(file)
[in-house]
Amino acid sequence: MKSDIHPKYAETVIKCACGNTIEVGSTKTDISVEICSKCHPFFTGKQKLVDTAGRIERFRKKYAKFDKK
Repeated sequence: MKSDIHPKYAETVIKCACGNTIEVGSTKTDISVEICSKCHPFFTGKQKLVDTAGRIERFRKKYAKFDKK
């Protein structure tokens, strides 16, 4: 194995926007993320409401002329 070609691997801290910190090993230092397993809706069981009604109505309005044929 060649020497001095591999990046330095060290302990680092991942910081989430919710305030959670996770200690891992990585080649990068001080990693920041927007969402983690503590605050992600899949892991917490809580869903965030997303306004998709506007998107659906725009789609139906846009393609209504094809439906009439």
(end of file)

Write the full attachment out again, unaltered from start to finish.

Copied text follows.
[in-house]
Amino acid sequence: MKSDIHPKYAETVIKCACGNTIEVGSTKTDISVEICSKCHPFFTGKQKLVDTAGRIERFRKKYAKFDKK
Repeated sequence: MKSDIHPKYAETVIKCACGNTIEVGSTKTDISVEICSKCHPFFTGKQKLVDTAGRIERFRKKYAKFDKK
């Protein structure tokens, strides 16, 4: 194995926007993320409401002329 070609691997801290910190090993230092397993809706069981009604109505309005044929 060649020497001095591999990046330095060290302990680092991942910081989430919710305030959670996770200690891992990585080649990068001080990693920041927007969402983690503590605050992600899949892991917490809580869903965030997303306004998709506007998107659906725009789609139906846009393609209504094809439906009439």